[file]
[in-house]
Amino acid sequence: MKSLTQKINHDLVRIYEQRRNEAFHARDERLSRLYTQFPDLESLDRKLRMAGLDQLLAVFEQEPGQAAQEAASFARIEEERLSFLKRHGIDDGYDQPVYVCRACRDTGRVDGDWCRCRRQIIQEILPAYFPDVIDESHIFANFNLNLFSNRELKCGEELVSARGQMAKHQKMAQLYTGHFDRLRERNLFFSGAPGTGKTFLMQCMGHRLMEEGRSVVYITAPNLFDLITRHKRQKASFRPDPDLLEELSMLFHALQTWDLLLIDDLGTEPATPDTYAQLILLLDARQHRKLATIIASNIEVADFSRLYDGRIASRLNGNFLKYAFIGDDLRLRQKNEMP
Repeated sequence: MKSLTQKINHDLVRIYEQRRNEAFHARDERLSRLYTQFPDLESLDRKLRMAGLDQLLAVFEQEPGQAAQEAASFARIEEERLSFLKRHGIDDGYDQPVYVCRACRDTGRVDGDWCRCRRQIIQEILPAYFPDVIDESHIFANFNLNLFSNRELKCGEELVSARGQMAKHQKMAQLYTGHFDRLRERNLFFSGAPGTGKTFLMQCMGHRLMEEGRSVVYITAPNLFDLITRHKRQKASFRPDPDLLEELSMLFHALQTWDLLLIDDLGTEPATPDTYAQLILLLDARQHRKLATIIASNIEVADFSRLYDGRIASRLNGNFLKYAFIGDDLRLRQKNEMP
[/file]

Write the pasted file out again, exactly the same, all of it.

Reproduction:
[in-house]
Amino acid sequence: MKSLTQKINHDLVRIYEQRRNEAFHARDERLSRLYTQFPDLESLDRKLRMAGLDQLLAVFEQEPGQAAQEAASFARIEEERLSFLKRHGIDDGYDQPVYVCRACRDTGRVDGDWCRCRRQIIQEILPAYFPDVIDESHIFANFNLNLFSNRELKCGEELVSARGQMAKHQKMAQLYTGHFDRLRERNLFFSGAPGTGKTFLMQCMGHRLMEEGRSVVYITAPNLFDLITRHKRQKASFRPDPDLLEELSMLFHALQTWDLLLIDDLGTEPATPDTYAQLILLLDARQHRKLATIIASNIEVADFSRLYDGRIASRLNGNFLKYAFIGDDLRLRQKNEMP
Repeated sequence: MKSLTQKINHDLVRIYEQRRNEAFHARDERLSRLYTQFPDLESLDRKLRMAGLDQLLAVFEQEPGQAAQEAASFARIEEERLSFLKRHGIDDGYDQPVYVCRACRDTGRVDGDWCRCRRQIIQEILPAYFPDVIDESHIFANFNLNLFSNRELKCGEELVSARGQMAKHQKMAQLYTGHFDRLRERNLFFSGAPGTGKTFLMQCMGHRLMEEGRSVVYITAPNLFDLITRHKRQKASFRPDPDLLEELSMLFHALQTWDLLLIDDLGTEPATPDTYAQLILLLDARQHRKLATIIASNIEVADFSRLYDGRIASRLNGNFLKYAFIGDDLRLRQKNEMP